Jürgen Schmidhuber

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IDSIA

Jürgen Schmidhuber is an informatician renowned for his work on artificial intelligence, deep learning and artificial neural networks. He is co-director of the Dalle Molle Institute in Manno, Lugano district in Ticino, South of Switzerland, for Artificial Intelligence Research. He is sometimes called the ‘father of AI’ or ‘father of deep learning.’ Schmidhuber studied at the Munich Technical University in Germany. He was a professor of artificial intelligence at the Università della Svizzera Italiana in Lugano, Switzerland from 2004 until 2009.

Schmidhuber and Sepp Hochreiter published a paper in 1997 on a type of recurrent neural network, called Long-Term Memory (LSTM) in English. In 2015, LSTM was used in the new implementation of Google Smartphone software speech recognition. Google also used LSTM for the Allo and Google Translate smart assistants. For the “Quicktype” function on the iPhone and for Siri, Apple used LSTM. Amazon used Amazon Alexa’s LSTM. In 2017, Facebook carried out some 4.5 billion automatic translations on LSTM networks each day. “Theses powers make LSTM the likely commercial AI achievement used for all things, from disease prediction to the composition of music,” said Bloomberg Business Week. “In the 2011 IDSIA team Schmidhuber and his postdoc Dan Ciresan also achieved dramatic speedups of convolutionary neural networks on fast-parallel computers called GPUs. An earlier CNN of Chellapilla et al. GPU was 4 times faster than the CPU equivalent. Dan Ciresan et al.’s deep CNN at IDSIA was 60 times faster and reached its first superhuman performance in a computer vision contest in August 2011. Their quick, deep CNNs won no less than four picture competitions between May 15, 2011 and September 10, 2012. They also improved significantly on the best literature performance for several image databases. The approach is now central to computer vision. It is based on CNN designs introduced by Yann LeCun et al. many years earlier and which have applied the backpropagation algorithm to a variant of the CNN architecture of Kunihiko Fukushima, which was later modified by J. In 2014, Schmidhuber established a Nnaisense company to work on artificial intelligence business applications in areas such as finance, heavy industry and self-drive cars. The company is advised by Sepp Hochreiter, Jaan Tallinn and Marcus Hutter. Sales were below USD 11 million in 2016; Schmidhuber notes, however, that research and not revenue are the current focus. In January 2017, Nnaisense raised its first round of capital funding. The overall objective of Schmidhuber is to create an entirely useful AI through sequence training of a single AI in a range of tight tasks; however skeptics point out that companies like Arago GmbH and IBM have been using AI for various projects for years, without showing any signs of artificial general intelligence.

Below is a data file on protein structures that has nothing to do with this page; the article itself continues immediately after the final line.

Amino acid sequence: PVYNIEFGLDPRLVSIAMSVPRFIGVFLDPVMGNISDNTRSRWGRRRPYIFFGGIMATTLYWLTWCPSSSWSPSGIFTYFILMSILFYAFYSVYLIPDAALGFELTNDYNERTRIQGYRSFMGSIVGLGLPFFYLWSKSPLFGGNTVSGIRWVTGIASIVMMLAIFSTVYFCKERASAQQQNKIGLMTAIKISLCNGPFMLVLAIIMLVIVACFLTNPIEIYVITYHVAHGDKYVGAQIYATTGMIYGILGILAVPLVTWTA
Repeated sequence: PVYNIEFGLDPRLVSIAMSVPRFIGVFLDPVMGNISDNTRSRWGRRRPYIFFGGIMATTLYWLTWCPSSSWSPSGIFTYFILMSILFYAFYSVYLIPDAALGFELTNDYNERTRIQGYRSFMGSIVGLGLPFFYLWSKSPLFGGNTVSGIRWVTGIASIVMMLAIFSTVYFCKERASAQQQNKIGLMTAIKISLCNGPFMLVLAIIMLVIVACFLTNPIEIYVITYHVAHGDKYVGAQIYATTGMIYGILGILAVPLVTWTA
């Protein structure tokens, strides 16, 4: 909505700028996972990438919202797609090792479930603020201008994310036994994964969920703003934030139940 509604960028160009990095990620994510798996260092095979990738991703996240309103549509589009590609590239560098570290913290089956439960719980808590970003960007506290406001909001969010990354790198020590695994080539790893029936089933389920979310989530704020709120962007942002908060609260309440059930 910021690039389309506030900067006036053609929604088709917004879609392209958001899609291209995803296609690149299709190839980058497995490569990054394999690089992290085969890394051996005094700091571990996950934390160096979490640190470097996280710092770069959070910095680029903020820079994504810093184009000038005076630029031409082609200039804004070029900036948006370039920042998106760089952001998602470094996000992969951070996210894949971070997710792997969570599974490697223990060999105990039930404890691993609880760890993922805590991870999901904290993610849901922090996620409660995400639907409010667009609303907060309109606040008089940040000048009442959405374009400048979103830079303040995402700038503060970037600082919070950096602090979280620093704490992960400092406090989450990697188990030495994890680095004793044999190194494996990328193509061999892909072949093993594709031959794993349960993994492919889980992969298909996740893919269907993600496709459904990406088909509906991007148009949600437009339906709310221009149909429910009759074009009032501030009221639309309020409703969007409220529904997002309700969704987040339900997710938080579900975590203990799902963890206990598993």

The Guardian reports that Schmidhuber complained in a “scathing 2015 article” that fellow students Geoffrey Hinton, Yann LeCun, and Yoshua Bengio are “huge quotations” each other but “not lent credit to the pioneers,” allegedly underlining Schmidhuber and other pioneers of early machine learning, including Alexey Grigorevich Ivakhnenko, who first published the article. The Guardian reports that

In 2013, Schmidhuber was awarded the Helmholtz Award of the International Neural Network Society and in 2016, the IEEE Computational Intelligence Society’s Neural Networks Pioneer Award. He is a member of the European Academy of Arts and Sciences.

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